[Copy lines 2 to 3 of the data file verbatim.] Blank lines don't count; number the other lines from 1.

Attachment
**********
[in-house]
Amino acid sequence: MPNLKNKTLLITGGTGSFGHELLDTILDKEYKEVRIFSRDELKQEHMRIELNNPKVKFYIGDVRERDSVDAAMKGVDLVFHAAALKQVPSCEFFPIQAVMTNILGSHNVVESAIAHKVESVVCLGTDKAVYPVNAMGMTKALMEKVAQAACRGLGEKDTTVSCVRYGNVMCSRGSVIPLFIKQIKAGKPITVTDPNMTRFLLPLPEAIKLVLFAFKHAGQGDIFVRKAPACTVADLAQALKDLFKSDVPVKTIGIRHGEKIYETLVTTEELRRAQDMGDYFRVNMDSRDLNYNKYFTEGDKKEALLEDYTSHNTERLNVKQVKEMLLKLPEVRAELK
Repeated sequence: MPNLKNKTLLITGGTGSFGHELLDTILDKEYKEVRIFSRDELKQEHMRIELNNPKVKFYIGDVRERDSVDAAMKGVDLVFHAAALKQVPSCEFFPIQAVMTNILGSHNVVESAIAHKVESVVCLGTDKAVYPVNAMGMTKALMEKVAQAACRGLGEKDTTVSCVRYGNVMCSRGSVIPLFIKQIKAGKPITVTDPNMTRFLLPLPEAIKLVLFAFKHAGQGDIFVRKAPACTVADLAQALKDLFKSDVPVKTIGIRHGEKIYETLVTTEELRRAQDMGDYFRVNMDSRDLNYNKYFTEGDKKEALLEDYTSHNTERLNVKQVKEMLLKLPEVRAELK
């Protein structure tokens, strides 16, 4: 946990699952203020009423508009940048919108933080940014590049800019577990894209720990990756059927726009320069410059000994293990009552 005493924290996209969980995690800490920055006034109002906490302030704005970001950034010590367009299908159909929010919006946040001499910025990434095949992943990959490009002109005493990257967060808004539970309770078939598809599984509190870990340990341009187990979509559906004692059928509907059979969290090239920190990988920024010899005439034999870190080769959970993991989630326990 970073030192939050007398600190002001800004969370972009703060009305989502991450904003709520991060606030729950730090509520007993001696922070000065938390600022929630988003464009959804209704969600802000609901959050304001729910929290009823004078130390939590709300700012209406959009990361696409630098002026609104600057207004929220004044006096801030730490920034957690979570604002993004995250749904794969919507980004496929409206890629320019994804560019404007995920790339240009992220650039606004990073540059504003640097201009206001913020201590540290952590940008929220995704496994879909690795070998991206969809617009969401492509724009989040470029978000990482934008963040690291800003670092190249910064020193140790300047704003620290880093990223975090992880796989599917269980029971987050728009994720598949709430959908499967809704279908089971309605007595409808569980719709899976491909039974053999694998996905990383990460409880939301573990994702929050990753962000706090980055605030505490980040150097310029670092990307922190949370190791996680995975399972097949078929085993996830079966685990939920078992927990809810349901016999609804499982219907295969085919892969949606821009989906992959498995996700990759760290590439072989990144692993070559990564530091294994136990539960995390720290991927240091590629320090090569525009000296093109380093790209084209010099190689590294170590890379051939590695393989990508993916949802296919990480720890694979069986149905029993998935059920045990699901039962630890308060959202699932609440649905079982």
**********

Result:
Amino acid sequence: MPNLKNKTLLITGGTGSFGHELLDTILDKEYKEVRIFSRDELKQEHMRIELNNPKVKFYIGDVRERDSVDAAMKGVDLVFHAAALKQVPSCEFFPIQAVMTNILGSHNVVESAIAHKVESVVCLGTDKAVYPVNAMGMTKALMEKVAQAACRGLGEKDTTVSCVRYGNVMCSRGSVIPLFIKQIKAGKPITVTDPNMTRFLLPLPEAIKLVLFAFKHAGQGDIFVRKAPACTVADLAQALKDLFKSDVPVKTIGIRHGEKIYETLVTTEELRRAQDMGDYFRVNMDSRDLNYNKYFTEGDKKEALLEDYTSHNTERLNVKQVKEMLLKLPEVRAELK
Repeated sequence: MPNLKNKTLLITGGTGSFGHELLDTILDKEYKEVRIFSRDELKQEHMRIELNNPKVKFYIGDVRERDSVDAAMKGVDLVFHAAALKQVPSCEFFPIQAVMTNILGSHNVVESAIAHKVESVVCLGTDKAVYPVNAMGMTKALMEKVAQAACRGLGEKDTTVSCVRYGNVMCSRGSVIPLFIKQIKAGKPITVTDPNMTRFLLPLPEAIKLVLFAFKHAGQGDIFVRKAPACTVADLAQALKDLFKSDVPVKTIGIRHGEKIYETLVTTEELRRAQDMGDYFRVNMDSRDLNYNKYFTEGDKKEALLEDYTSHNTERLNVKQVKEMLLKLPEVRAELK